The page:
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Abdirahman Warsame co-founded the nonprofit Generation Hope three years ago to destigmatize substance abuse in East African communities, and is now publishing a poetry book that chronicles his journey to recovery.
Abdirahman, 24, wrote “From Addict to Advocate” for the same reason he co-founded Generation Hope: to save lives in the Twin Cities’ East African communities. His 16-poem diary aims to “humanize addiction” by addressing grief, survivor’s guilt, and imposter syndrome. Generation Hope, which is based in the Twin Cities, was formed by youth who have lost friends to drug overdoses.
“The truest and most universal language of mankind is pain. Everybody experiences pain,” Abdirahman said. “And throughout this, I speak about my hardships and what I’ve been through.”
Abdirahman will read from his book at 6:00pm on Thursday, June 16 at Granada Theater, 3022 Hennepin Avenue, in south Minneapolis.
One poem, titled “The Fleeting Thoughts of an Addict,” walks readers through the mind during withdrawal, which occurs when someone reacts badly after they stop using a substance they were abusing. An excerpt of it reads:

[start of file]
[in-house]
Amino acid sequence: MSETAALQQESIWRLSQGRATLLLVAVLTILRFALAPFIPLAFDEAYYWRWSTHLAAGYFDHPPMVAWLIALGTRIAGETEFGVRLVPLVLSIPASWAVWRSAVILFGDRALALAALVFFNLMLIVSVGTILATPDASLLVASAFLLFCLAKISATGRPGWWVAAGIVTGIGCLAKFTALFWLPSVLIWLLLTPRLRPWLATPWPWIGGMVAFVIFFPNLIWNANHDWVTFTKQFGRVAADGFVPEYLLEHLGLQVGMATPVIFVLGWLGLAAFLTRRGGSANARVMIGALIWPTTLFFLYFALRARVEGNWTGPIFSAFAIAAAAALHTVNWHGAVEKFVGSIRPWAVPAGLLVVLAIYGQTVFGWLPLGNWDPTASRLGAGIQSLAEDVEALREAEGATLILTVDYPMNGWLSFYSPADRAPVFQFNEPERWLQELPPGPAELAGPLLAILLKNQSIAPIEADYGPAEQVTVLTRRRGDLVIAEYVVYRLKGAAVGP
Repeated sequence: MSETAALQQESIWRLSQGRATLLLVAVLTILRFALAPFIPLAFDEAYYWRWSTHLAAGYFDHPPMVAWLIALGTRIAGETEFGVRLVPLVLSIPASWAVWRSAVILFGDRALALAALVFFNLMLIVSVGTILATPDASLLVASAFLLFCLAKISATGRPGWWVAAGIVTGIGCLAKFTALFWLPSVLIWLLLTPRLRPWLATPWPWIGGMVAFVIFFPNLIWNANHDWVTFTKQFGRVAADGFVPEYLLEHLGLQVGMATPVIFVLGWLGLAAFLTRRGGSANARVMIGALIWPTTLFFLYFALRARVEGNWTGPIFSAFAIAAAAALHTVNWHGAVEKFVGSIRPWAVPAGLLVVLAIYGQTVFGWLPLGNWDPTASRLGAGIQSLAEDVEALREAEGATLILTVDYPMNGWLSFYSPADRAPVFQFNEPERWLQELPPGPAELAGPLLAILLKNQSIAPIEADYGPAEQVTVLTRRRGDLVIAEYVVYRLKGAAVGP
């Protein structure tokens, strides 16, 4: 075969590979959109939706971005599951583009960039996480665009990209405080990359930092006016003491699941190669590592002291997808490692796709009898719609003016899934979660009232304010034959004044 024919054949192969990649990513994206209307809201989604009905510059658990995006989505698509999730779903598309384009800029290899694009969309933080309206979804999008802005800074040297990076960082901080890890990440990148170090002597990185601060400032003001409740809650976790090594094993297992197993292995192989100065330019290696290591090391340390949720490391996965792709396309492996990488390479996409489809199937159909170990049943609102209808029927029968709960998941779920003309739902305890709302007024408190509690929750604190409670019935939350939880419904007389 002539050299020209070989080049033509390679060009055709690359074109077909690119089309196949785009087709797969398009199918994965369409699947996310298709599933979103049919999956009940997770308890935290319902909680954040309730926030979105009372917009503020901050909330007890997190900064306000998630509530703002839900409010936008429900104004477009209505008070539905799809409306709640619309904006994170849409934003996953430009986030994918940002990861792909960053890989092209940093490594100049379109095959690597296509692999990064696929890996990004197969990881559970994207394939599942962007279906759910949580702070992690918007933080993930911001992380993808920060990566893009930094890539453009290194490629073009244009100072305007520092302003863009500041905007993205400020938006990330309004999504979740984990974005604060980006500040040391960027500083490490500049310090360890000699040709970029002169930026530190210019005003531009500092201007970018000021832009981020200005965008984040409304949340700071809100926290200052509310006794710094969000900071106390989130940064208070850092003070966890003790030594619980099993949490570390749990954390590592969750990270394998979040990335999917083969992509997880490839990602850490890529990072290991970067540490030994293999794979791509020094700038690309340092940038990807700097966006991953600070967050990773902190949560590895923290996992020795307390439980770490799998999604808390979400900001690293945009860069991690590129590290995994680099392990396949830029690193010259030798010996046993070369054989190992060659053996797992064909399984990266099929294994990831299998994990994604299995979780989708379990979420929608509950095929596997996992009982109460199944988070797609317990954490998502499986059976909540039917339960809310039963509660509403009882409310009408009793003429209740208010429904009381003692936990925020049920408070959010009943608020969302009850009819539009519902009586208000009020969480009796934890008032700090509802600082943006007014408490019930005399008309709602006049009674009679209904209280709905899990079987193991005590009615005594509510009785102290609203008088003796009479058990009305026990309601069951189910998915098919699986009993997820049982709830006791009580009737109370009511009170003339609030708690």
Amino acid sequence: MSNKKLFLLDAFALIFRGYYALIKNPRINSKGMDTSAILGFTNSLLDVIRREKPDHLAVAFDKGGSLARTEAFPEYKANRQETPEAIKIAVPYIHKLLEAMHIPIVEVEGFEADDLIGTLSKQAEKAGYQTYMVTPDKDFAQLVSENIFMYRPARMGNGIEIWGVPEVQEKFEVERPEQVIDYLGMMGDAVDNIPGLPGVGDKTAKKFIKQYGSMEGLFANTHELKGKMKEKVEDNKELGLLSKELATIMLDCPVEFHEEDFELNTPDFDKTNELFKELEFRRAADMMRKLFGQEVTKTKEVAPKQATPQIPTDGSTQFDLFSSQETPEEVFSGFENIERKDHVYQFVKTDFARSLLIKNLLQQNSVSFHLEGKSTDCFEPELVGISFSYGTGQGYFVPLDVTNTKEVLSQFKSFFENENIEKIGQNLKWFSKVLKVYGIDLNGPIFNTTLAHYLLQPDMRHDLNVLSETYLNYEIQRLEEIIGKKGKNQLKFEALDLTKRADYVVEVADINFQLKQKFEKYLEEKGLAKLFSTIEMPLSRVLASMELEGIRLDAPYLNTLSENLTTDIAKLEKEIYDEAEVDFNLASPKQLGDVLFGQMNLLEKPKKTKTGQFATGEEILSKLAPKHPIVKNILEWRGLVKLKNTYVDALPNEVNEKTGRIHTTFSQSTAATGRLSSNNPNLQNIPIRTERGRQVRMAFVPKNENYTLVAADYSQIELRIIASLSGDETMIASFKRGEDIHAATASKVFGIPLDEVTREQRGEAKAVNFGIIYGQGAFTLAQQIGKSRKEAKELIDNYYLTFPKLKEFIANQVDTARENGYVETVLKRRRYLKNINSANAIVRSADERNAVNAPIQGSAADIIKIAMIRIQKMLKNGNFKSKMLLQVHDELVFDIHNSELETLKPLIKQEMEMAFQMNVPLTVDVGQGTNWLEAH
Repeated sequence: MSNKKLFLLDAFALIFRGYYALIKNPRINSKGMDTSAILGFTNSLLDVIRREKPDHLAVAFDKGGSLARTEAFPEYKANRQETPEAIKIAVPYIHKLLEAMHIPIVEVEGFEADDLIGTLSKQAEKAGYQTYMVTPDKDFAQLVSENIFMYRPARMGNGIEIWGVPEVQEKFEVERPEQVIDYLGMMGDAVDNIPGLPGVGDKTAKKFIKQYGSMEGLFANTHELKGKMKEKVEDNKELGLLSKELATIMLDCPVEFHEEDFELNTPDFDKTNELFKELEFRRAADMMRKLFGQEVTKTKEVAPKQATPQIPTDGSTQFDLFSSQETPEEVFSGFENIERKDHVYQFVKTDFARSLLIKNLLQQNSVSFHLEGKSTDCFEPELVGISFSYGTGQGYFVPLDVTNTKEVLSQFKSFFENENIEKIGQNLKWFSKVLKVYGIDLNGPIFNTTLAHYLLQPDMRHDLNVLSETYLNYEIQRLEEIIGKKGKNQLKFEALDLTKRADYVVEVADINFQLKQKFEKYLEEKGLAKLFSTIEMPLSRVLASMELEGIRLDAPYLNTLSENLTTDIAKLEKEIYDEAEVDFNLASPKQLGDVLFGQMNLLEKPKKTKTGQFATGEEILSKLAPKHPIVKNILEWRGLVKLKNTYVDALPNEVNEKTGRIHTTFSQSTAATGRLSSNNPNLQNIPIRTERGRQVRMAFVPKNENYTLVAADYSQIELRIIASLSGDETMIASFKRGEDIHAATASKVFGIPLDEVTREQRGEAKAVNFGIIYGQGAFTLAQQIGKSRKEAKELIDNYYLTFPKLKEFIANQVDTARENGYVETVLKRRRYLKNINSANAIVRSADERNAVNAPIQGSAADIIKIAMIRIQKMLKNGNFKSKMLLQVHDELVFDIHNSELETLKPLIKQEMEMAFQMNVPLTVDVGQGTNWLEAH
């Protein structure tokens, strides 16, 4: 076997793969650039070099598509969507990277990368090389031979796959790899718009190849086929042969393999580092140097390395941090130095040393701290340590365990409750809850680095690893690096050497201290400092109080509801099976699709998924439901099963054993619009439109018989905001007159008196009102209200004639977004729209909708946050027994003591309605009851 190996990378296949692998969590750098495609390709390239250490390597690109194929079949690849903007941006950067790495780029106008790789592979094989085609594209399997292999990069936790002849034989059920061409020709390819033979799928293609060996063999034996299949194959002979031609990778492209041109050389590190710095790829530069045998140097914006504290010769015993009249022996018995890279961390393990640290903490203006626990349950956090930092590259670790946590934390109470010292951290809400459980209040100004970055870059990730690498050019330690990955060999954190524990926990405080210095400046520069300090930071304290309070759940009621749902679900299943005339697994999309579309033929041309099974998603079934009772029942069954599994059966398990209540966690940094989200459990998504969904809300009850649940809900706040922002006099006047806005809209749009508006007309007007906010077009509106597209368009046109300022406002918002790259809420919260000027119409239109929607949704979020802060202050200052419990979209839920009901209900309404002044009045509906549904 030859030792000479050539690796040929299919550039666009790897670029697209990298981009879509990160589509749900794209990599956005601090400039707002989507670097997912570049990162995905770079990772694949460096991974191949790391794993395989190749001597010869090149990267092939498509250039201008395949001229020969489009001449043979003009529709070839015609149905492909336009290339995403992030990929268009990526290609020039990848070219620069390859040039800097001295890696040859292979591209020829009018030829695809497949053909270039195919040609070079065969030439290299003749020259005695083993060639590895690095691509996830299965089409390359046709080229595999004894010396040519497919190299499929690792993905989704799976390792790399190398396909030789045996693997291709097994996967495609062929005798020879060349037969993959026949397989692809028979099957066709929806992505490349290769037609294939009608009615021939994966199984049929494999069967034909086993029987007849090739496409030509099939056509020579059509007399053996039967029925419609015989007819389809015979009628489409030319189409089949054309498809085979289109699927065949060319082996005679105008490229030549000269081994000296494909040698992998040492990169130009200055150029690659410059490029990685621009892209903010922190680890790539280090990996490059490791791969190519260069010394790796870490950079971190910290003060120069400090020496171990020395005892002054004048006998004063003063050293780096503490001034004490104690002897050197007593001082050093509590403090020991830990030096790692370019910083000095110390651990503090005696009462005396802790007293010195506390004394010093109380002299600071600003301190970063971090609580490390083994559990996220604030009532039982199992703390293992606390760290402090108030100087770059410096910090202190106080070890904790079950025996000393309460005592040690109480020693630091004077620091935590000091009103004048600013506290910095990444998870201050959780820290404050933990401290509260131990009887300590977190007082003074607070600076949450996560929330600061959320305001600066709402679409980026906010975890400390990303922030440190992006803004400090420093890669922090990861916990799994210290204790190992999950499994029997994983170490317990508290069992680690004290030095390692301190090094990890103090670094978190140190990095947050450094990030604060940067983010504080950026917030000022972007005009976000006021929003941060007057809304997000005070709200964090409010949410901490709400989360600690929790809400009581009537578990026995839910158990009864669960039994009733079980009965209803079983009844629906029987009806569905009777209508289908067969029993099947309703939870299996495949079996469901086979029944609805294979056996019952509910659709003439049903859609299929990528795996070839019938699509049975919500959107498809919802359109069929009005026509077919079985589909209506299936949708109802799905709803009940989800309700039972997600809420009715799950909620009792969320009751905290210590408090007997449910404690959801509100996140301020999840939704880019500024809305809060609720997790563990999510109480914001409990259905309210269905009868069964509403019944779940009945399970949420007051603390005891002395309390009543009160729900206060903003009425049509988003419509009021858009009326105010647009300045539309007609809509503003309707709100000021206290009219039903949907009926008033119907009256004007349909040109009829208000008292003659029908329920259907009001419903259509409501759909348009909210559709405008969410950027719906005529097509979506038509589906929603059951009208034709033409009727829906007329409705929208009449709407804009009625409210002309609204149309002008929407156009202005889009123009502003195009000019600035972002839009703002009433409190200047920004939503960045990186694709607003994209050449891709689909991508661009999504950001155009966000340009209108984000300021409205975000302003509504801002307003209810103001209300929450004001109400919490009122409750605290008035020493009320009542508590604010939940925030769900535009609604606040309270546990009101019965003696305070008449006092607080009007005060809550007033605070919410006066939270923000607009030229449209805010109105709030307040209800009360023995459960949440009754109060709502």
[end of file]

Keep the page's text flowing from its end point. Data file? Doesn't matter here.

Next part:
Everyone loves a happy ending
But is it truly progress
When i get a im so proud of you for changing
But disgraced If I tried but died in the process
90 degrees but I’m shivering this is a bold step
Reminiscing why I started I’m flustered with regret
“Your mind is racing, you’re thinking about so many different things,” Abdirahman explained. “This poem captures, at least in my experience, that questioning of yourself, ‘How did I get into this position? Maybe it’s this reason, maybe it’s that reason.’ So kind of trying to figure out what it is.”
In another poem titled “Past,” Abdirahman shares his thoughts about learning to forgive himself–and letting go of how others viewed him post-recovery–in order to move forward.
“I really had to overcome that want for validation from other people,” he said.
Ahead of his June 16 book launch, held at Minneapolis’ Granada Theater, Abdirahman sat down with Sahan Journal and talked about the ups and downs of his recovery journey and how his experiences inform his daily work as a peer recovery support specialist. He also discussed the work it will take to address generational gaps in the local Somali community’s understanding of substance abuse and addiction.
If you or someone you know in the East African community is struggling with substance abuse problems, here are some local resources:
- For information about support groups for alcohol addiction held at two local mosques, email email@example.com. Organizers will try to respond to messages within 24 hours.
- The Twin Cities is also home to culturally specific treatment centers. Alliance Wellness Center in Bloomington is open to all communities and is tailored to the East African community.
- Access Healing Center in St. Anthony is a treatment clinic focused on adolescents between the ages of 13 and 18 in recovery.
- Rahma Heart Care, a St. Paul-based clinic specializing in cardiovascular diseases where uninsured and underinsured people can receive care.